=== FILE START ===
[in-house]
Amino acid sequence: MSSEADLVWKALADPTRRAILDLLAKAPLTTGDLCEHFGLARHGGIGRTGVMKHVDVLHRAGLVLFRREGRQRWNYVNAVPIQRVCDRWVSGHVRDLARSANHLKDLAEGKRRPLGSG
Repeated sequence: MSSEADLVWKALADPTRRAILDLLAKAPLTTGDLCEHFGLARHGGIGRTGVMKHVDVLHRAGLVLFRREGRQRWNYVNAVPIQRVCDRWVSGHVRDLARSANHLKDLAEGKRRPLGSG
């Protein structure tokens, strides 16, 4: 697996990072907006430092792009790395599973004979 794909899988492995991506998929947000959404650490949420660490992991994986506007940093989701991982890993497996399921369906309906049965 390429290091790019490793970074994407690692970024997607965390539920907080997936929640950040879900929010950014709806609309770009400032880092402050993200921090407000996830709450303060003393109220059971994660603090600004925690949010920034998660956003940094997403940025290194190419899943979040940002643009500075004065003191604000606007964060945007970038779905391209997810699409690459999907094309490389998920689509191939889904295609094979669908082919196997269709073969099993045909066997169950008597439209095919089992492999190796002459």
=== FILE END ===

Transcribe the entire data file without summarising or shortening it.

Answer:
[in-house]
Amino acid sequence: MSSEADLVWKALADPTRRAILDLLAKAPLTTGDLCEHFGLARHGGIGRTGVMKHVDVLHRAGLVLFRREGRQRWNYVNAVPIQRVCDRWVSGHVRDLARSANHLKDLAEGKRRPLGSG
Repeated sequence: MSSEADLVWKALADPTRRAILDLLAKAPLTTGDLCEHFGLARHGGIGRTGVMKHVDVLHRAGLVLFRREGRQRWNYVNAVPIQRVCDRWVSGHVRDLARSANHLKDLAEGKRRPLGSG
């Protein structure tokens, strides 16, 4: 697996990072907006430092792009790395599973004979 794909899988492995991506998929947000959404650490949420660490992991994986506007940093989701991982890993497996399921369906309906049965 390429290091790019490793970074994407690692970024997607965390539920907080997936929640950040879900929010950014709806609309770009400032880092402050993200921090407000996830709450303060003393109220059971994660603090600004925690949010920034998660956003940094997403940025290194190419899943979040940002643009500075004065003191604000606007964060945007970038779905391209997810699409690459999907094309490389998920689509191939889904295609094979669908082919196997269709073969099993045909066997169950008597439209095919089992492999190796002459």